- Protectionist trade policies toward China would do little to achieve the incoming U.S. administration's stated goal of reviving U.S. manufacturing.
- Beijing would use various means — in particular, harassing U.S. companies that operate in China and depend on the country's growing consumer market — to retaliate against protectionism in the United States.
- President-elect Donald Trump's administration will likely focus on curbing Chinese steel imports, a policy that could boost U.S. manufacturing without doing much damage to China's economy.
The trade relationship between the United States and China is a cornerstone of the global economy and a linchpin of the economic, social and political order in both countries. But in recent years, and particularly during the runup to the 2016 U.S. presidential election, the partnership has come under fire in the United States. Leaders such as President-elect Donald Trump have criticized Washington's trade ties with Beijing as unfavorable, since China's exports to the United States exceed its imports from it. Trump has decried the negative effects of this trade imbalance and promised to correct it, for instance by imposing a 45 percent tariff on Chinese imports. Despite the backlash that such a drastic measure would invite from Beijing, Trump argues that the United States is better poised to weather a prolonged trade dispute than is China, thanks to their lopsided trade relationship.
A closer look at U.S. trade activities with China casts doubt on this idea, however. Changes in the composition of Chinese exports to the United States, the structure of manufacturing supply chains and the aims of U.S. corporate investment in China have evened the field between Washington and Beijing. As each side tries to achieve increasingly contrary political and economic goals, neither would be immune from the fallout of a trade war. China has just as many options to retaliate against protectionist U.S. policies as the United States has to punish Beijing. The challenge is to understand which tactics the countries' leaders are likely to choose — and to what end.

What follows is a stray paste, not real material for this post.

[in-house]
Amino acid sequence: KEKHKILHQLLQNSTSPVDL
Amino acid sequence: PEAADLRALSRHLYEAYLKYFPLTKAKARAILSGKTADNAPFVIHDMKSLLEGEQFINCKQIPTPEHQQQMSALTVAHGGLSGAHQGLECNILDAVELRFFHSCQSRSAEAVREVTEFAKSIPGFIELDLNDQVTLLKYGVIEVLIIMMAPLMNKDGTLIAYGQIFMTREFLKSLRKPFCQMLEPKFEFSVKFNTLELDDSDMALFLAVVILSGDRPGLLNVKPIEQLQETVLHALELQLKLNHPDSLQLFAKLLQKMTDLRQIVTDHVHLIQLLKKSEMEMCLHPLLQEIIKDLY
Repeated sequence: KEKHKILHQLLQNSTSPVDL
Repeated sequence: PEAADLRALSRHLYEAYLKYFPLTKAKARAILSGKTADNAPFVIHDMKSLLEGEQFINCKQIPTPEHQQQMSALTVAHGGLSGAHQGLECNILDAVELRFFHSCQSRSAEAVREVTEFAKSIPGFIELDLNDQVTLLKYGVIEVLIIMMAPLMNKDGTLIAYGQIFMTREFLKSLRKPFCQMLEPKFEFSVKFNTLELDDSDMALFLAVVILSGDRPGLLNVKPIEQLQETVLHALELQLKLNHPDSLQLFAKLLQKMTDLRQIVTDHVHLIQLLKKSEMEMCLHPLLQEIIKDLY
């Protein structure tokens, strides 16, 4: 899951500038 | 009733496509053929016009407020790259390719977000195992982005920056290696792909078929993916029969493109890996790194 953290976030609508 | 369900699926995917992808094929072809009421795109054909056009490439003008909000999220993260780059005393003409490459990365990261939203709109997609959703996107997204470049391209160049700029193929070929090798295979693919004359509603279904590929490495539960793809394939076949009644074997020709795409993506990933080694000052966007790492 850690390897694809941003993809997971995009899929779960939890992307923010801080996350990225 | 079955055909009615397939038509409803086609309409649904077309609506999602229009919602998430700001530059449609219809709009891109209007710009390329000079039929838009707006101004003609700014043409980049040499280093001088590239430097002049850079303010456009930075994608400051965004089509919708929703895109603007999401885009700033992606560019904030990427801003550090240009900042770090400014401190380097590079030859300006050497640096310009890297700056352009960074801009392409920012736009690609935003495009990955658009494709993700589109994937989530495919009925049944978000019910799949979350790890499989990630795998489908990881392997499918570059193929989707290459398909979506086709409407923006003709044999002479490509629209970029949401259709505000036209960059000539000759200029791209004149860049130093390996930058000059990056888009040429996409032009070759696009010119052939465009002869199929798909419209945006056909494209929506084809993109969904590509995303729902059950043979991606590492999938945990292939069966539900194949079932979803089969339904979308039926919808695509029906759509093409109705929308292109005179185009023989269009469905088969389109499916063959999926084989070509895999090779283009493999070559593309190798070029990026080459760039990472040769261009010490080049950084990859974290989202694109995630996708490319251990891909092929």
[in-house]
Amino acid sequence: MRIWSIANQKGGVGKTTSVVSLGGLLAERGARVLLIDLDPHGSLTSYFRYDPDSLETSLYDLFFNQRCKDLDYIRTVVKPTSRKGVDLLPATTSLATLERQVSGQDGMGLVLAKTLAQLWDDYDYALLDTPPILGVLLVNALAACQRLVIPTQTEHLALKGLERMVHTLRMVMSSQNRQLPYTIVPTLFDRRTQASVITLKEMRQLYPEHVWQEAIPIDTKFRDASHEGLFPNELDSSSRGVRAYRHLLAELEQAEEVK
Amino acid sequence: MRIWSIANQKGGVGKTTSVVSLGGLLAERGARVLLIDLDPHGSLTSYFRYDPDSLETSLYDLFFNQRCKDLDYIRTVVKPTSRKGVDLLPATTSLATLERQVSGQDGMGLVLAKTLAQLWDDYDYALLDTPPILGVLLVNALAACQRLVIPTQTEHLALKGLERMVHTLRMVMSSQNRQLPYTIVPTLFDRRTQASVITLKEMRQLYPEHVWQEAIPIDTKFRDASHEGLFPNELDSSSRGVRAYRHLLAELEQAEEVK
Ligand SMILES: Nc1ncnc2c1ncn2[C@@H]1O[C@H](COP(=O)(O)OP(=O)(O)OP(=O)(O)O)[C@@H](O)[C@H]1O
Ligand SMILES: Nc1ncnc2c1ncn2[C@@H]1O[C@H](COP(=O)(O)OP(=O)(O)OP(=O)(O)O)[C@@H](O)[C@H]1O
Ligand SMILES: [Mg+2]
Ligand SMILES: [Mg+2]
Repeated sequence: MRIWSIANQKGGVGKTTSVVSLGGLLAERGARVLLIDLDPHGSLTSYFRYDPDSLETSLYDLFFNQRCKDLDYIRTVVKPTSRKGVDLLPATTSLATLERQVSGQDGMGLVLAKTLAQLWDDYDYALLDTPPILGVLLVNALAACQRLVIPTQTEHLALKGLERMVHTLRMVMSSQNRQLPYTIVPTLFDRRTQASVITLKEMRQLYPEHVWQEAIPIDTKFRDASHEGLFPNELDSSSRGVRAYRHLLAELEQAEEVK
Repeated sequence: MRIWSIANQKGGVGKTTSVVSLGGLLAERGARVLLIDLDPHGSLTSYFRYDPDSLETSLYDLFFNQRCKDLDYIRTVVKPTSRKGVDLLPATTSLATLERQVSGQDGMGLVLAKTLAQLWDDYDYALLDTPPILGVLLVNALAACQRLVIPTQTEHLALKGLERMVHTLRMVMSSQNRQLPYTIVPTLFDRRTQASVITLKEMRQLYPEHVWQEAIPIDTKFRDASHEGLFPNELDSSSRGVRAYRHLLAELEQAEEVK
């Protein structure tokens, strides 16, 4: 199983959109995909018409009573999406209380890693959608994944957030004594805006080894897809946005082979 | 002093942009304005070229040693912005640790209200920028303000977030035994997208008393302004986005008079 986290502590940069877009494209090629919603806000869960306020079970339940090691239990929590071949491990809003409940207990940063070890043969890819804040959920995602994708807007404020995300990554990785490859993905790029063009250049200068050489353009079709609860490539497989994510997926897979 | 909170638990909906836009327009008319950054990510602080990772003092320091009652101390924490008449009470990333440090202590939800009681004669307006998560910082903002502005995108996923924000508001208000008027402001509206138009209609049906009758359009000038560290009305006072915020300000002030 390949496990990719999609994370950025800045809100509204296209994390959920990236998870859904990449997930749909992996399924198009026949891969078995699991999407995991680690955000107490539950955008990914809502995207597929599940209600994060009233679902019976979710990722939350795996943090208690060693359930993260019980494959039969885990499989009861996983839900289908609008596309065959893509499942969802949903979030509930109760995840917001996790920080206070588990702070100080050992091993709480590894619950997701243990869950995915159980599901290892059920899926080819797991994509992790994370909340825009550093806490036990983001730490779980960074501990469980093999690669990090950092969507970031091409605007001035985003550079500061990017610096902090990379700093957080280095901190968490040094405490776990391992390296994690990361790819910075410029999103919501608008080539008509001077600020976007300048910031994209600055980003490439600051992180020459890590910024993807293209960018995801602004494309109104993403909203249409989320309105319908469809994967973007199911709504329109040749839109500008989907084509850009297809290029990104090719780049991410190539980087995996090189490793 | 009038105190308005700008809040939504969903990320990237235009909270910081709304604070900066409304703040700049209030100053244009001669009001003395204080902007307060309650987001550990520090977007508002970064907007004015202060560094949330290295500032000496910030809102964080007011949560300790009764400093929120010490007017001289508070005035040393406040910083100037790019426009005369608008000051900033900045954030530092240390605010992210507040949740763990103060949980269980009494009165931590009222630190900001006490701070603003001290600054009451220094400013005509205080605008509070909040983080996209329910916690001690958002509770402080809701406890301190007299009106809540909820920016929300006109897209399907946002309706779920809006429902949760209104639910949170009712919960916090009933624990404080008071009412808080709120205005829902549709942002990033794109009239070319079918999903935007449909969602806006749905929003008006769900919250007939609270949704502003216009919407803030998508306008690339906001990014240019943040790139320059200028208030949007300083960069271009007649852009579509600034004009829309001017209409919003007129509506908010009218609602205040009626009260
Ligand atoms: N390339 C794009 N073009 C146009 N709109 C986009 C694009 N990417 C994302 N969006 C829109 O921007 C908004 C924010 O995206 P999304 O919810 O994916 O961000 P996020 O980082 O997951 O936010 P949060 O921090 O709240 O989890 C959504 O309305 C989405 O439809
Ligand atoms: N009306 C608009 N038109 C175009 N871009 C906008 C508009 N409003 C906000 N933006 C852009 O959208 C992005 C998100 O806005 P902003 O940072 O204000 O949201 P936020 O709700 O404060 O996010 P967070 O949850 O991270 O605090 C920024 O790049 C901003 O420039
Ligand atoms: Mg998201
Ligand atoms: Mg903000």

The Bigger Picture
At first glance, the United States appears to have the upper hand in its trade partnership with China. Beijing ostensibly has more at stake in the relationship than Washington, in part because China's economy relies more heavily on exports. In 2015, exports made up about 22 percent of China's gross domestic product, compared with 12.5 percent of U.S. GDP. Furthermore, exports to the United States — China's largest single-country trade partner — accounted for roughly 3.8 percent of China's GDP that year, while exports to China totaled just 0.65 percent of U.S. GDP. And though the United States imports a larger share of goods from China than China does from the United States, imports play a smaller role in the U.S. economy. This breakdown lends credence to the idea that the U.S. economy has less to lose in the unlikely event that trade with China comes crashing to a halt.
But trade figures alone do not reflect the complexities of the two countries' trade ties or the leverage that they give each side over the other. A look at the kinds — and not the quantities — of goods traded offers a more complete picture. In order of value, electronics and electrical equipment, machinery, furniture, clothing and toys make up China's top five exports to the United States. But even in most of these categories (except toys), exports to the United States account for at most 30 percent of China's total exports. In fact, the United States takes in just 15.9 percent of China's electronics exports, although electronics make up nearly one-quarter of U.S. imports from China. Doubtless, new trade barriers from the United States would hurt China, but Beijing could mitigate the damage by encouraging domestic consumption or increasing its exports to other markets.